Archive | Subdivision

Clash of uses in Rodney

Small lifestyle blocks OK
Rodney District Council’s bureaucracy has a set of rules designed to keep the countryside immediately north of Auckland from turning into a spread-eagled city extension, but the game gets hard to referee when individual planning applications are considered.

Rodney has been fighting a rearguard action against the increasing desire of Aucklanders to have their 10-acre (4ha) piece of paradise, a bit of bush, a couple of sheep and, after not too long, a hectare or two split off for sale.

The council’s resource consents committee had two rural subdivision applications before it this week, one at Waimauku creating a third rural residential lot out of two titles covering 14.9ha, and the other an application to chop 1ha off a 4.46ha Kumeu property, with 2.25ha of the larger site covenanted as “bush.”

Subdivision was allowed some years ago on the Waimauku property but the permit lapsed. On the two existing titles, the owners were allowed a main home plus a minor residential unit. The councillors decided the property owners could have their subdivision into lots of 6.97ha, 4.27ha and 3.03ha, but with no minor residential units on any of them.

They also decided to allow the 1ha subdivision at Kumeu, also with no minor residential units on either title, after figuring it would not affect the productive potential of a property without much productive potential.

The Waimauku subdivision doesn’t comply with the existing Rodney district plan or its proposed plan change 55, which forbids subdivision below 20ha within the general rural activity area. The extra 3ha lot is also bigger than the council’s rural residential yardstick, which says they should be between 1ha and 2ha.

Rodney’s existing rural controls are all about food production, but lower-quality land can be subdivided for rural residential use. The proposed plan change still emphasises the maintenance of rural character and limits on subdivision “to maintain the long-term value of the land resource for productive farming purposes.”

Council staff found the 3ha lot beside the Waikoukou Stream was largely of a low productive capacity, the building site was well screened and the council would get a 7000m² esplanade reserve in native bush.

The owners of the other site said their land was not productive when they bought it five years ago, but they had cleared some to plant an orchard and for grazing. They wanted to leave the rest as a native bush sanctuary, plus some swamp, and said if the bush was removed erosion would cause silting of the two watercourses at the bottom of the property.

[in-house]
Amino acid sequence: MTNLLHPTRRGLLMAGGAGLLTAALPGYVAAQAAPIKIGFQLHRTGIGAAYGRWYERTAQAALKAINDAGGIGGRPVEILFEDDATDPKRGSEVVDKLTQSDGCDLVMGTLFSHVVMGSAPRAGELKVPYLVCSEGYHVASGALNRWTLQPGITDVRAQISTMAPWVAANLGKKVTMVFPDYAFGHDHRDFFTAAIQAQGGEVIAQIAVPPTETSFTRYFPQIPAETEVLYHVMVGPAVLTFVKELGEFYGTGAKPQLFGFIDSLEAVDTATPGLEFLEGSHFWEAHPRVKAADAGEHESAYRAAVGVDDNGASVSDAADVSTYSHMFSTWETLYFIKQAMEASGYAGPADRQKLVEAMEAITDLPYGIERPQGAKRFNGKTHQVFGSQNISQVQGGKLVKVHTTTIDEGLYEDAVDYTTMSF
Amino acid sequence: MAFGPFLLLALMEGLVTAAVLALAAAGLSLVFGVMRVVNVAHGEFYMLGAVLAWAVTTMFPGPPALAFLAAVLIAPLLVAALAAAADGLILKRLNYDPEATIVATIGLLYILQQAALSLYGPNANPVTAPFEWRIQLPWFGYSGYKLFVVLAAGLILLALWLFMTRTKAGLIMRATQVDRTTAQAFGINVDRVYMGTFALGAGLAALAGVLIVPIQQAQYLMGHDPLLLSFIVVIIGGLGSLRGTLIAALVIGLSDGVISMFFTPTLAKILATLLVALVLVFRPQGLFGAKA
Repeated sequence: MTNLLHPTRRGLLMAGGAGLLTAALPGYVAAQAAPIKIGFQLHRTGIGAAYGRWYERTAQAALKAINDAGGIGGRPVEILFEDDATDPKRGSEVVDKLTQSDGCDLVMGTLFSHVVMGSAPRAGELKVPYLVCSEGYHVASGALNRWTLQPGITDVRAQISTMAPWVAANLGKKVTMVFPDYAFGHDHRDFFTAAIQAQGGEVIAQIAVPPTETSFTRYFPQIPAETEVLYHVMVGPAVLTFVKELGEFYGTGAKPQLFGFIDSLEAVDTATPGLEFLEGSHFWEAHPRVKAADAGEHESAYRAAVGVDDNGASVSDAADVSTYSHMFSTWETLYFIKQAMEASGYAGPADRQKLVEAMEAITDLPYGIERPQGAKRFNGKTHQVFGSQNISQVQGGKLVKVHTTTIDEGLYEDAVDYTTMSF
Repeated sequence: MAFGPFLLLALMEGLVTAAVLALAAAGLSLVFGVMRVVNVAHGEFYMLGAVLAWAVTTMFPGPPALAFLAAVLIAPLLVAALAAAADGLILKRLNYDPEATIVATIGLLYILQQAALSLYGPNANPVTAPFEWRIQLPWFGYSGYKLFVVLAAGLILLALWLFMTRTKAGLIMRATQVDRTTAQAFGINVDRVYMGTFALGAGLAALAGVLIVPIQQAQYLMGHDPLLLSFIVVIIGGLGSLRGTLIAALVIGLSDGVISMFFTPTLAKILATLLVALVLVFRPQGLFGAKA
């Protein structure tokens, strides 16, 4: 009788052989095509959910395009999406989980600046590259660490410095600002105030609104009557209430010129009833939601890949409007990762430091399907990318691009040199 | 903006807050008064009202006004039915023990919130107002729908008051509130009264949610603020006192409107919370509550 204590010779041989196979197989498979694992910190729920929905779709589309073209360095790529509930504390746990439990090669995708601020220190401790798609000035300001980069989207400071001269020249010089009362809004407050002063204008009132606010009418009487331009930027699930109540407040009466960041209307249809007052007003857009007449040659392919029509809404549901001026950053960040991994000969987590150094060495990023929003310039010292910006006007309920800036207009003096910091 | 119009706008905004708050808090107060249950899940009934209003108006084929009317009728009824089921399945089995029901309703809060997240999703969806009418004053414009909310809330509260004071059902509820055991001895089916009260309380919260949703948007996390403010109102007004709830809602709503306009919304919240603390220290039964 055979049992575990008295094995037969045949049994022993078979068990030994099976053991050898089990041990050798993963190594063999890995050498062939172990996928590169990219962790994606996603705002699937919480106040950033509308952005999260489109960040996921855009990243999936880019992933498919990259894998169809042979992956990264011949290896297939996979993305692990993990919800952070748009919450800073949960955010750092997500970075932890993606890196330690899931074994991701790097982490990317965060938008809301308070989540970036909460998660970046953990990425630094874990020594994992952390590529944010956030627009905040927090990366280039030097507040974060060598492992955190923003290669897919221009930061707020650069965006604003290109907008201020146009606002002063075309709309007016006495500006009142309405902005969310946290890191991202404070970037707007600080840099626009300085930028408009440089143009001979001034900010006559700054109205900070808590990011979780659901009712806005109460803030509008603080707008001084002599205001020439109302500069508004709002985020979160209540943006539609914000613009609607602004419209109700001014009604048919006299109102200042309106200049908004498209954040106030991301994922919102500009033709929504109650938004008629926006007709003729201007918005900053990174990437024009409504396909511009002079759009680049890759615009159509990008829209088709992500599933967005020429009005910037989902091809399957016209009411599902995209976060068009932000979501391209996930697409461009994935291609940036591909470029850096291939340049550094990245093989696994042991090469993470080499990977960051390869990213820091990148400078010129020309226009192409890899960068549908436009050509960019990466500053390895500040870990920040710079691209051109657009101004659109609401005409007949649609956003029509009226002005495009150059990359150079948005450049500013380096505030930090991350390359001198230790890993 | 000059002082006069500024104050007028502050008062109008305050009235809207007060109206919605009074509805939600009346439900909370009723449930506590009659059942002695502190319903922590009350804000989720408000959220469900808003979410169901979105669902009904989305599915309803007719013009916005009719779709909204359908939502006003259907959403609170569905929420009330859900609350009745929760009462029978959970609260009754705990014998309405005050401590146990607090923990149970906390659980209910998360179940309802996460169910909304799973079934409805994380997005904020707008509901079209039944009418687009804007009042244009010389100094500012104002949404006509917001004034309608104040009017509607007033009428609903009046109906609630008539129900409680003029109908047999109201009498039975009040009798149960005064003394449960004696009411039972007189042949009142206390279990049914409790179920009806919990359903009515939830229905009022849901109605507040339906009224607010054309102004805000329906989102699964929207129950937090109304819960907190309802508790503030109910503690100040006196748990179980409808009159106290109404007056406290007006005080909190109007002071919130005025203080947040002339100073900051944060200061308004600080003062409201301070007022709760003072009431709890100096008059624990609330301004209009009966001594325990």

The bush area is steep, and they had originally applied to subdivide under plan change 55’s bush lot provisions, but lost out because the canopy was too low.

Council staff wanted the subdivision rejected, concerned at the potential cumulative effects of allowing subdivision of what was already a small rural holding.

Council planner Barry MacDonell said : “It is considered that the cumulative effects of allowing rural-residential subdivisions in the general rural activity area are likely to be significant, as this will result in a significant degradation of the productive capacity of rural land and the character of these rural areas.”

He also raised the “reverse sensitivity” issue that could arise from establishing small lifestyle blocks in mostly farming or horticultural neighbourhoods, such as conflicts over spraying and machinery noise. “This reverse sensitivity issue has the ability to adversely affect and potentially limit the economic viability of permitted rural land uses. It is important to note that council has provided for rural-residential development elsewhere in the district.”

One argument in favour of the Kumeu subdivision was that “we don’t have Waipoua Forest on the property, but we feel we’re unique in the area. It’s all very well to say, ‘Let’s have lots of productivity growth, but having a few bush blocks in the middle of the productive area is valuable.'”

Councillors accepted staff warnings that attempts to subdivide, by splitting ownership of a property’s main dwelling and its minor residential unit, were becoming more common. In these cases the extra unit on each title was disallowed.

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